12 Songs, 40 Minutes

EDITORS’ NOTES

In the early 2010s, Bobby Krlic’s Haxan Cloak project charted a new frontier in sonic terror, pairing spellbinding electronics with eerie chamber strings, to supremely cinematic effect. So he’s the perfect person to score Ari Aster’s Midsommar, a Swedish horror film set beneath the midnight sun. The kitschy tones of the opening “Prophesy” flash back to the haunted ballroom music of The Shining. And it just gets darker from there, sliding from the deranged laughter and ominous string drones of “Gassed” to the bloodcurdling dissonance of a track like “Hårga, Collapsing.” The acoustic palette is the perfect match for the film’s folktale imagery, while the blinding light of the midsummer night is palpable in Krlic’s shrieking, scraping chords, which seem to deploy every frequency in the spectrum.

Apple Digital Master

EDITORS’ NOTES

In the early 2010s, Bobby Krlic’s Haxan Cloak project charted a new frontier in sonic terror, pairing spellbinding electronics with eerie chamber strings, to supremely cinematic effect. So he’s the perfect person to score Ari Aster’s Midsommar, a Swedish horror film set beneath the midnight sun. The kitschy tones of the opening “Prophesy” flash back to the haunted ballroom music of The Shining. And it just gets darker from there, sliding from the deranged laughter and ominous string drones of “Gassed” to the bloodcurdling dissonance of a track like “Hårga, Collapsing.” The acoustic palette is the perfect match for the film’s folktale imagery, while the blinding light of the midsummer night is palpable in Krlic’s shrieking, scraping chords, which seem to deploy every frequency in the spectrum.

Mastered for iTunes
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Ratings and Reviews

4.5 out of 5
13 Ratings

13 Ratings

Indiana Goof ,

Stupid movie, wonderful soundtrack.

The movie is stupid and way overhyped by the press - nothing more than the same-old-same-old “college kids travel/lured to such-and-such a place expecting a great time, get trapped in a deadly nightmare instead” routine, just given a different look which is making critics all wet their pants over it - but the musical score is absolutely wonderful. All the good parts are included here.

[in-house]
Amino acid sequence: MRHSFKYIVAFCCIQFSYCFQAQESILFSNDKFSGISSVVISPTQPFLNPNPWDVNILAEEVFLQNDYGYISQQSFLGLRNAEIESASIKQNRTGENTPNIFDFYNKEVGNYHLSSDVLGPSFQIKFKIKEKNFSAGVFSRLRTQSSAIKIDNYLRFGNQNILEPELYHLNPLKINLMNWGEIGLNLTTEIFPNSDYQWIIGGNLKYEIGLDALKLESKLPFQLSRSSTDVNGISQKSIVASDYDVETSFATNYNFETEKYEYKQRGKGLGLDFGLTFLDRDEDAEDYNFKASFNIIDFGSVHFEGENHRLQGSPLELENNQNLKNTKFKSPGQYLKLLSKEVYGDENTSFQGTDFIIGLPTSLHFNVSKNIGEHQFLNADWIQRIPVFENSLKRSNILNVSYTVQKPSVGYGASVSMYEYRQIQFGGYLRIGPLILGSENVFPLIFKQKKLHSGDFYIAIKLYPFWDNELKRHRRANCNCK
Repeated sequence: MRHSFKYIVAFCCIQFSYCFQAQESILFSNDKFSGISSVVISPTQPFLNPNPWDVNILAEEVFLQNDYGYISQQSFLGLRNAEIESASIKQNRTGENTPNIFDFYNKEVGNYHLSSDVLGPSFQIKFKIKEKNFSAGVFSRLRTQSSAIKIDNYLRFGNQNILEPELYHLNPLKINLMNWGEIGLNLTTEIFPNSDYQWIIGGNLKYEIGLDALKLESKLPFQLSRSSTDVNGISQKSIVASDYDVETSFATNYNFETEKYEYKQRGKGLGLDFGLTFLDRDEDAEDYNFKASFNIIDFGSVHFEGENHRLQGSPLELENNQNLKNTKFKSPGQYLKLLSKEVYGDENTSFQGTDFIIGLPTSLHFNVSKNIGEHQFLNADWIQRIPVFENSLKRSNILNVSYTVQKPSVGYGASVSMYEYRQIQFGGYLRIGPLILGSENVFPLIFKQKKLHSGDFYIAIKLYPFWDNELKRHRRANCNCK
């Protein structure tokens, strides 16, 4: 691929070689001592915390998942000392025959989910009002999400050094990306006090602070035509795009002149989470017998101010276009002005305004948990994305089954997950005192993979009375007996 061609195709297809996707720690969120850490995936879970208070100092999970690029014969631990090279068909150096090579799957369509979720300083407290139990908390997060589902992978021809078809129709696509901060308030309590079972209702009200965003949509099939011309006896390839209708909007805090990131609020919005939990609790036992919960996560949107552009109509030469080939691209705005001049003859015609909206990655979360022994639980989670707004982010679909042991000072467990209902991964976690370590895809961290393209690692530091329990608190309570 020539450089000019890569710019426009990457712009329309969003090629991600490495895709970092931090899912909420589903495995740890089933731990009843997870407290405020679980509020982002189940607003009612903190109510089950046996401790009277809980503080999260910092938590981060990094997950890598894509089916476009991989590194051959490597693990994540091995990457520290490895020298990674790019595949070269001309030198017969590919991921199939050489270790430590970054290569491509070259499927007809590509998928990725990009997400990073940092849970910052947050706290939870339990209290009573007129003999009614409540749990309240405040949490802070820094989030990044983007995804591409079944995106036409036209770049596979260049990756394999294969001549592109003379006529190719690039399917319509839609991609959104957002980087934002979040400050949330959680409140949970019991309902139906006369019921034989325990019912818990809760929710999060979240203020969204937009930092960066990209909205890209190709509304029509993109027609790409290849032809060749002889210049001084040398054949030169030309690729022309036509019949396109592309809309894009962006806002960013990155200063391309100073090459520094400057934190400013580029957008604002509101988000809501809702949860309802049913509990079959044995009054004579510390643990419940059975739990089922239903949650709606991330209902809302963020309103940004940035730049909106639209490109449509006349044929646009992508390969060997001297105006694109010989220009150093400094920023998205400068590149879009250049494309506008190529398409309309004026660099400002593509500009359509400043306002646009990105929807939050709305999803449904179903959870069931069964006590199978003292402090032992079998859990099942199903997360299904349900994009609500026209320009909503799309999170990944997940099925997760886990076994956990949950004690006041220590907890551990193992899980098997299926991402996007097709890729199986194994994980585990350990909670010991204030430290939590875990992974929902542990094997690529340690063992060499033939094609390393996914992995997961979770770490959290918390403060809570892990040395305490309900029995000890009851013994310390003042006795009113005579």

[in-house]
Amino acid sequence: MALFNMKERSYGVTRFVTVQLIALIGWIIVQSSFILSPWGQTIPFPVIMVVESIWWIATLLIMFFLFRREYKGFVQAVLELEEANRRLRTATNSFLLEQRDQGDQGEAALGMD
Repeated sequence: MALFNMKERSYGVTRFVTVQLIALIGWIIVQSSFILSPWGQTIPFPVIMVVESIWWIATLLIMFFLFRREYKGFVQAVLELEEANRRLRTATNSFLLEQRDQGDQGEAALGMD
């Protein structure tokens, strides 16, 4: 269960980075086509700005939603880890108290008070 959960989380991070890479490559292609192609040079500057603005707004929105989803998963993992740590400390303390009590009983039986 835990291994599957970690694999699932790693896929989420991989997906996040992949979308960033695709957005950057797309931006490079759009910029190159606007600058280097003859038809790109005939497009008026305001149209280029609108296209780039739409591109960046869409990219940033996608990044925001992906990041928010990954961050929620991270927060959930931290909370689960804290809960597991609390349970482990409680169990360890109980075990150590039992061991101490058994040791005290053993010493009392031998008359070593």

From its question-mark-opener “Prophecy”, which manages to strike the exact note of both lovely and weirdly spaced out at the same time, tp such lovely moments as “The House That Harga Built” (I love to leave that track on repeat as I sleep at night), to the tripped out “Ritual in Transfigured Time”, this album has the tendency to sound something akin to “the great Pink Floyd film score The Floyd never wrote”, which is not at all surprising considering all the drugged-out moments these characters have in the film. It’s wonderfully hypnotic.

My only complaint is with the sequencing. Having “Gassed” right after the opening “Prophecy” is just plain wrong and ends up diffusing that beginning track’s excellent lead-in. It sound have been placed much later in the line up (putting it right after, “Harga, Collapsing” would have been ideal - granted, it wouldn’t have been in proper sequence, but hey, how many soundtracks are these days?). Fortunately this can be corrected by changing your playlist’s track order.

Of course, everything included here musically only adds to the popular theory - which I personally happen to believe - that everything that occurs within this movie is nothing more than a great big nightmarish hallucination of Dani’s after she was given that mushroom tea to drink... but that’s another story...

Swimmermilo ,

None of the Folk Music

I loved this movie and the score that went with it was haunting and chilling. The plot centers around a Swedish commune’s Midsommar festival and the movie is peppered with folk music, it is pivotal in multiple scenes.

Unfortunately this album has none of that music which is a disservice to the movie. In particular the Maypole Dance music and the solo vocals from the “Siren” scene are inexplicably absent here.

I can’t wait for this movie to come to home release so I can hear those songs again.

laquil1 ,

Really Good, But Missing the Best Part

Where is the diegetic music? All the flutes, fiddles, key harps, other acoustic folk instruments, and brilliant, haunting vocals are absent from this score. What's here is really good, and was essential to the atmosphere of the movie, but SUPER disappointing to be missing the source music from the world of the movie.